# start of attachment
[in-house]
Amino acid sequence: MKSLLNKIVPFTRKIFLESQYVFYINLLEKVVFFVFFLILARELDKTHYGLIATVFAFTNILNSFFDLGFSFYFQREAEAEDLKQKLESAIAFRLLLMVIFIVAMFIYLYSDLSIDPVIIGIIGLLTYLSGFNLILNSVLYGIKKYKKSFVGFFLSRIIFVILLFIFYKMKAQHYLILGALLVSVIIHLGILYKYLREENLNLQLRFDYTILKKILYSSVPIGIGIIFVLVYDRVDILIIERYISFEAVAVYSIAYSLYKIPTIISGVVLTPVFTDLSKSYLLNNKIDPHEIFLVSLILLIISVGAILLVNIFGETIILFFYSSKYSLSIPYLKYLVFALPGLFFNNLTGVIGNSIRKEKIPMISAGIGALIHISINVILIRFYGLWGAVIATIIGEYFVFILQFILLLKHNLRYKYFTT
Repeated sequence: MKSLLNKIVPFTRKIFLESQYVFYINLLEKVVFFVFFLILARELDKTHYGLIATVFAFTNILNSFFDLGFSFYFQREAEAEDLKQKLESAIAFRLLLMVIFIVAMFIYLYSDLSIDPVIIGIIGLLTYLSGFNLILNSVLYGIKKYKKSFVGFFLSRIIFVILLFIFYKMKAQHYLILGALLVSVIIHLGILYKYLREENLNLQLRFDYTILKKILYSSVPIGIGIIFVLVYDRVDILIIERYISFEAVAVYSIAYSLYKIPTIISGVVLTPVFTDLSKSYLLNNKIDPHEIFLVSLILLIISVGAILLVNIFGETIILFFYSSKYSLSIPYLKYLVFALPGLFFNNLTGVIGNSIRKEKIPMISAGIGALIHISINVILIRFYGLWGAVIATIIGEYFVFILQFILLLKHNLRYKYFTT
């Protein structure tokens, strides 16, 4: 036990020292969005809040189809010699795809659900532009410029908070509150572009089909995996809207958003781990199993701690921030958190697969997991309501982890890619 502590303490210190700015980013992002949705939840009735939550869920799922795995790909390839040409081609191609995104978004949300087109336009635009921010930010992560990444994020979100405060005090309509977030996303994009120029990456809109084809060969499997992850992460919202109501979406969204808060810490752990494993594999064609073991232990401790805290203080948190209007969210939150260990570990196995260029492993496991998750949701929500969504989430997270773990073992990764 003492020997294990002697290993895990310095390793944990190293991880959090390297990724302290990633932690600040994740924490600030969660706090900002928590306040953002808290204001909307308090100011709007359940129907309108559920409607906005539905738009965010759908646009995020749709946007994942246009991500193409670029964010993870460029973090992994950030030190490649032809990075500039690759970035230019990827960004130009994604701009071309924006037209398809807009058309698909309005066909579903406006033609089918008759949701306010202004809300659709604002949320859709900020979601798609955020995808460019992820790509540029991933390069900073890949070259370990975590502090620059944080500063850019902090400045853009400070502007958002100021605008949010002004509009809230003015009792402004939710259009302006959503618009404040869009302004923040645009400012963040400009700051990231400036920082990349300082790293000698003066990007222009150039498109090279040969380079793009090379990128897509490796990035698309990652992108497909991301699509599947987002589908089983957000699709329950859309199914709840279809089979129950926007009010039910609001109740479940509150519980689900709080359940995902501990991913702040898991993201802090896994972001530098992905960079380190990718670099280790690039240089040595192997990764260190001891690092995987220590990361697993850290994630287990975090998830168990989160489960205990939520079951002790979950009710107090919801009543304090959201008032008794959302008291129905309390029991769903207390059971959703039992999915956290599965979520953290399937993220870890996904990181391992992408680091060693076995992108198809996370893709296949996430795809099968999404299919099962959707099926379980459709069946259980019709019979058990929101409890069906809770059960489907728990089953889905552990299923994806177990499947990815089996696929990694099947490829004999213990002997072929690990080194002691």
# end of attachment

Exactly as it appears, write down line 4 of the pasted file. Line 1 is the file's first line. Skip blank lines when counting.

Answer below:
């Protein structure tokens, strides 16, 4: 036990020292969005809040189809010699795809659900532009410029908070509150572009089909995996809207958003781990199993701690921030958190697969997991309501982890890619 502590303490210190700015980013992002949705939840009735939550869920799922795995790909390839040409081609191609995104978004949300087109336009635009921010930010992560990444994020979100405060005090309509977030996303994009120029990456809109084809060969499997992850992460919202109501979406969204808060810490752990494993594999064609073991232990401790805290203080948190209007969210939150260990570990196995260029492993496991998750949701929500969504989430997270773990073992990764 003492020997294990002697290993895990310095390793944990190293991880959090390297990724302290990633932690600040994740924490600030969660706090900002928590306040953002808290204001909307308090100011709007359940129907309108559920409607906005539905738009965010759908646009995020749709946007994942246009991500193409670029964010993870460029973090992994950030030190490649032809990075500039690759970035230019990827960004130009994604701009071309924006037209398809807009058309698909309005066909579903406006033609089918008759949701306010202004809300659709604002949320859709900020979601798609955020995808460019992820790509540029991933390069900073890949070259370990975590502090620059944080500063850019902090400045853009400070502007958002100021605008949010002004509009809230003015009792402004939710259009302006959503618009404040869009302004923040645009400012963040400009700051990231400036920082990349300082790293000698003066990007222009150039498109090279040969380079793009090379990128897509490796990035698309990652992108497909991301699509599947987002589908089983957000699709329950859309199914709840279809089979129950926007009010039910609001109740479940509150519980689900709080359940995902501990991913702040898991993201802090896994972001530098992905960079380190990718670099280790690039240089040595192997990764260190001891690092995987220590990361697993850290994630287990975090998830168990989160489960205990939520079951002790979950009710107090919801009543304090959201008032008794959302008291129905309390029991769903207390059971959703039992999915956290599965979520953290399937993220870890996904990181391992992408680091060693076995992108198809996370893709296949996430795809099968999404299919099962959707099926379980459709069946259980019709019979058990929101409890069906809770059960489907728990089953889905552990299923994806177990499947990815089996696929990694099947490829004999213990002997072929690990080194002691």